Happy Hogmanay!

Posted by on December 31st,2006
Happy New Year/Hogmanay

Have a very happy Hogmanay (or new year), may 2007 bring us lots of delightful Steampunk things to tickle our fancy, and best wishes to you and yours.

Eccentric Wooden Tower

Posted by on December 31st,2006

Wooden tower of Arkhangelsk

Ok, both the Table of Malcontents and Neatorama had this, and I couldn’t resist any longer – it’s the wooden ‘skyscraper’ of the town of Arkhangelsk in Russia, and it’s handmade by one resident of that town to rise about 10 storeys above the height of the rest of the towns two storey skyline. The officials want to pull it down, but the owner (and many of the residents in the town) like it. I certainly like it – it looks like something from a Victorian horror story, or where an obsessive compulsive Steampunk inventor would house his/her many inventions as floorspace became troublesome. We all know how it is – you try putting shelves up, but eventually you run out of walls…

I do love it though – despite the impracticallity of it. Looming out of the mist like something imagined in a black and white film, they could probably charge for tourists to visit. Very evocative name for the town too – is it, as I suspect, Russian for archangel?

Steampunkopedia from Retrostacja

Posted by on December 31st,2006

Steampunkopedia

Just a last few posts before Hogmanay is apon us, but I must let you know about the new, English language and reorganised Steampunkopedia from the Retrostacja page. From the quite unique and very well researched chronology, to the surfeit of Steampunk related links, to a collection of Steampunk music videos (as well as a section for appropriate press releases), Retrostacja has a great deal of Steampunk goodness for us all to enjoy.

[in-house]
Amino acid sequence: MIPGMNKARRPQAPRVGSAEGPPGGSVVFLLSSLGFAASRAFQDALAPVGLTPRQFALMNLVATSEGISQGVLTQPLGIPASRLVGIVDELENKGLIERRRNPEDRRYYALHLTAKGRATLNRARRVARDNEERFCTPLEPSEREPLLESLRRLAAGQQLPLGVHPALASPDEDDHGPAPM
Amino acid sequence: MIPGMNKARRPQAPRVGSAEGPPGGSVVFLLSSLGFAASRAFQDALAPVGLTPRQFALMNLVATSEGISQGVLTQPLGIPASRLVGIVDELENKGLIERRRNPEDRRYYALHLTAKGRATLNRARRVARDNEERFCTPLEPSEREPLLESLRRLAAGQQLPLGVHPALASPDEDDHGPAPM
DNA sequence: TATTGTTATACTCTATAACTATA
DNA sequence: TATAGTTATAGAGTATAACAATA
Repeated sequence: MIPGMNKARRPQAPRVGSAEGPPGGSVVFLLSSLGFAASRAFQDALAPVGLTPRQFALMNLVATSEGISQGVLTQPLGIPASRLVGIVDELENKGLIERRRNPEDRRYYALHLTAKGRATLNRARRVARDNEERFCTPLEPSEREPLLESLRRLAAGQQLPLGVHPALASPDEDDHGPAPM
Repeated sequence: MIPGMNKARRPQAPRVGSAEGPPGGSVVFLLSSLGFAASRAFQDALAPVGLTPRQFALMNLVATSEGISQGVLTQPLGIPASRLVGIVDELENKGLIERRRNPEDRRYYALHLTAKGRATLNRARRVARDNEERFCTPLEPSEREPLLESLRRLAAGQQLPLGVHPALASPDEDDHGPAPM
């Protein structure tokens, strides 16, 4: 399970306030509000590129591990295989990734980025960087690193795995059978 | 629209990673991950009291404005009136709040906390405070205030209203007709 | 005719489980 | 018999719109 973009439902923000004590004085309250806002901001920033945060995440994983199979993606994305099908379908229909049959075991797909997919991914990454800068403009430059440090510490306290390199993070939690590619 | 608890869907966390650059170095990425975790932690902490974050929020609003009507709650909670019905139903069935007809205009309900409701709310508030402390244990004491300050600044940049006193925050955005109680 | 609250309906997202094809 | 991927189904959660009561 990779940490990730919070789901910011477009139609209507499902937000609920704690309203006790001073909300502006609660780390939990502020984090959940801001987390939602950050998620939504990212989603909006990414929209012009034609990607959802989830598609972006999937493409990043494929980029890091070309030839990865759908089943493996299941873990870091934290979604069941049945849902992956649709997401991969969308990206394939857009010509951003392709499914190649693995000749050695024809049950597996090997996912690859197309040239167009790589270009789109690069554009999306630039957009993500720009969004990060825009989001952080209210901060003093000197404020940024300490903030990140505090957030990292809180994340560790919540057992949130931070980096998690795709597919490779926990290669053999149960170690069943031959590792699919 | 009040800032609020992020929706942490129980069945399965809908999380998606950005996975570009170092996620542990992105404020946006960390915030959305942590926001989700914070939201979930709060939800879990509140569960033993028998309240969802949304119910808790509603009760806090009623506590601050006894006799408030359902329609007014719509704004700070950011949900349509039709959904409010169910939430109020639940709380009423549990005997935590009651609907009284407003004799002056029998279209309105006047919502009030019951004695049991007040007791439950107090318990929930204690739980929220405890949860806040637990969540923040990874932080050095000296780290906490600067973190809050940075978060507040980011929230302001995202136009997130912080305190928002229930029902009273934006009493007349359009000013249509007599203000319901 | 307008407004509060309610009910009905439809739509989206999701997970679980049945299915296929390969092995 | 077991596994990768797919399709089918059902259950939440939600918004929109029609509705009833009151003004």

Orchestrions and Mechanical Antiques

Posted by on December 30th,2006

Orchestrion

The Generalissimo J. Dalio wrote some time ago to tell me about the Musee Mechanique (warning – noisy page) she visited in San Fransisco – a collection of old and restored mechanical attractions from fairgrounds and seasides – from Laffing Sal, who’s paper mache face and boisterous laugh terrified children for decades, to coin-operated teasingly titilating stereogram viewers, to an orchestrion (such as above), the logical and extreme conclusion of music boxes with violins, flutes, cymbals, etc! The Generalissimo recommends a visit most highly, with a surfiet of automatons and curios from the 1800′s to the late 1990′s! Sounds like quite the fascinating place to see the height of entertainment technology from days gone by.

Chronographia’s Steampunk Cards

Posted by on December 30th,2006

Chronographia's Steampunk Card

The above is a woefully shrunken version of the card that the delightfully named Chronographia hand made for her friends – with definite and deliberate Steampunk influence too. Mr Stephen P. pointed it out and I am very grateful – but I am also embarrasingly envious of the fortunate people who recieved such cards. Each one made with a hand drawn unique snowflake inside to boot. But really – it is the Steampunk snow machine that really does top it, though the moustache on the operator is pretty marvelous too.

Pufferfish Controlled Brass Horns

Posted by on December 29th,2006

Puffer Fish Pedastal

Ok, this has to be one of the more peculiar things that I’ve found, but it’s delightfully bonkers and more than a little Steampunk. It’s like someone took the tame but quite unhinged sketches of a Victorian inventor and actually made one come true! What is it? Well, it’s Keny Marshall’s Apophenia – and it’s pufferfish in a glass and brass pedastal, watched without rest by several cameras which convert the fishes’ movement into in- and exhalations into brass horns. I found this over at the Table of Malcontents (and they found it at We Make Money Not Art). I imagine if you were in Pittsburgh, you could go and see/hear it in the… brass? Wanders off, impressed by the curiosity of it

The Eise Eisinga Planetarium

Posted by on December 29th,2006

Eise Eisinga Planatarium